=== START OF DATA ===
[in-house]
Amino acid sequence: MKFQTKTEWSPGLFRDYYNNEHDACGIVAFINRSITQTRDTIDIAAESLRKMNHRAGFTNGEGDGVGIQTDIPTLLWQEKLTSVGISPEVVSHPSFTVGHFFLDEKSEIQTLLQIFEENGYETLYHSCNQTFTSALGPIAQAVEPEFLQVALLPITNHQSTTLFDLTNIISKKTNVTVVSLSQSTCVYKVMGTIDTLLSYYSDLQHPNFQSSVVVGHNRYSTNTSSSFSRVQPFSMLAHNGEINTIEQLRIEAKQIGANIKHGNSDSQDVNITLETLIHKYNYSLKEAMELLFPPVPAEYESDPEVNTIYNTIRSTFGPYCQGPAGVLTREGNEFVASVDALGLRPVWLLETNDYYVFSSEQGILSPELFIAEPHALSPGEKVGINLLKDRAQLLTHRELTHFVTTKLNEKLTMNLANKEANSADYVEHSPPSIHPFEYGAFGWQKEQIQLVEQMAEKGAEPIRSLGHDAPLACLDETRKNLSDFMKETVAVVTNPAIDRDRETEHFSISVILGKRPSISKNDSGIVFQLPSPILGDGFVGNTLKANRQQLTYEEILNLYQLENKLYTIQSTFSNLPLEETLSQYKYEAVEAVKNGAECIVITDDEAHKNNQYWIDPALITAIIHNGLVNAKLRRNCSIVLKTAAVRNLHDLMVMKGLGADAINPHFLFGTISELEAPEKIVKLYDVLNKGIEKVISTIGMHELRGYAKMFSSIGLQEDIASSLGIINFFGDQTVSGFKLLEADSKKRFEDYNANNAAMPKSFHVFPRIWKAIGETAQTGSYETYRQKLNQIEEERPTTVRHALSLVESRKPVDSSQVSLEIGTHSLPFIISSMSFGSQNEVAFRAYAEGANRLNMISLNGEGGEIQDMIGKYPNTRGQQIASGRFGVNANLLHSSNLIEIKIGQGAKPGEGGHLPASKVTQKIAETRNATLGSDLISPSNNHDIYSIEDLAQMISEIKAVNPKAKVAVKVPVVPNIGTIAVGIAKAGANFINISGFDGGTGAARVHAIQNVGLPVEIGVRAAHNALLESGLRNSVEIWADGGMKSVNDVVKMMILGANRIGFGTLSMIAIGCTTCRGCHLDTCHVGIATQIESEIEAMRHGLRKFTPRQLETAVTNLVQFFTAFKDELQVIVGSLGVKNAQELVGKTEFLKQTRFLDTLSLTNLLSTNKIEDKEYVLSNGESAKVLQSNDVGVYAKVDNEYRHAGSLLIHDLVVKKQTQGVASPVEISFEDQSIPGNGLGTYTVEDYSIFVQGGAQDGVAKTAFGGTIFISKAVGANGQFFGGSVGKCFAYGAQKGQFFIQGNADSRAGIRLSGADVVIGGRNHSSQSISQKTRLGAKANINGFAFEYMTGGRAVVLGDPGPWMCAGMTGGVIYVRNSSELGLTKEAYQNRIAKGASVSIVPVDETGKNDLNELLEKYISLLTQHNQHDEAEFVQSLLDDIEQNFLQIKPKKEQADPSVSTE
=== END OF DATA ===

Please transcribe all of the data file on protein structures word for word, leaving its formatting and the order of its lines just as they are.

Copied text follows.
[in-house]
Amino acid sequence: MKFQTKTEWSPGLFRDYYNNEHDACGIVAFINRSITQTRDTIDIAAESLRKMNHRAGFTNGEGDGVGIQTDIPTLLWQEKLTSVGISPEVVSHPSFTVGHFFLDEKSEIQTLLQIFEENGYETLYHSCNQTFTSALGPIAQAVEPEFLQVALLPITNHQSTTLFDLTNIISKKTNVTVVSLSQSTCVYKVMGTIDTLLSYYSDLQHPNFQSSVVVGHNRYSTNTSSSFSRVQPFSMLAHNGEINTIEQLRIEAKQIGANIKHGNSDSQDVNITLETLIHKYNYSLKEAMELLFPPVPAEYESDPEVNTIYNTIRSTFGPYCQGPAGVLTREGNEFVASVDALGLRPVWLLETNDYYVFSSEQGILSPELFIAEPHALSPGEKVGINLLKDRAQLLTHRELTHFVTTKLNEKLTMNLANKEANSADYVEHSPPSIHPFEYGAFGWQKEQIQLVEQMAEKGAEPIRSLGHDAPLACLDETRKNLSDFMKETVAVVTNPAIDRDRETEHFSISVILGKRPSISKNDSGIVFQLPSPILGDGFVGNTLKANRQQLTYEEILNLYQLENKLYTIQSTFSNLPLEETLSQYKYEAVEAVKNGAECIVITDDEAHKNNQYWIDPALITAIIHNGLVNAKLRRNCSIVLKTAAVRNLHDLMVMKGLGADAINPHFLFGTISELEAPEKIVKLYDVLNKGIEKVISTIGMHELRGYAKMFSSIGLQEDIASSLGIINFFGDQTVSGFKLLEADSKKRFEDYNANNAAMPKSFHVFPRIWKAIGETAQTGSYETYRQKLNQIEEERPTTVRHALSLVESRKPVDSSQVSLEIGTHSLPFIISSMSFGSQNEVAFRAYAEGANRLNMISLNGEGGEIQDMIGKYPNTRGQQIASGRFGVNANLLHSSNLIEIKIGQGAKPGEGGHLPASKVTQKIAETRNATLGSDLISPSNNHDIYSIEDLAQMISEIKAVNPKAKVAVKVPVVPNIGTIAVGIAKAGANFINISGFDGGTGAARVHAIQNVGLPVEIGVRAAHNALLESGLRNSVEIWADGGMKSVNDVVKMMILGANRIGFGTLSMIAIGCTTCRGCHLDTCHVGIATQIESEIEAMRHGLRKFTPRQLETAVTNLVQFFTAFKDELQVIVGSLGVKNAQELVGKTEFLKQTRFLDTLSLTNLLSTNKIEDKEYVLSNGESAKVLQSNDVGVYAKVDNEYRHAGSLLIHDLVVKKQTQGVASPVEISFEDQSIPGNGLGTYTVEDYSIFVQGGAQDGVAKTAFGGTIFISKAVGANGQFFGGSVGKCFAYGAQKGQFFIQGNADSRAGIRLSGADVVIGGRNHSSQSISQKTRLGAKANINGFAFEYMTGGRAVVLGDPGPWMCAGMTGGVIYVRNSSELGLTKEAYQNRIAKGASVSIVPVDETGKNDLNELLEKYISLLTQHNQHDEAEFVQSLLDDIEQNFLQIKPKKEQADPSVSTE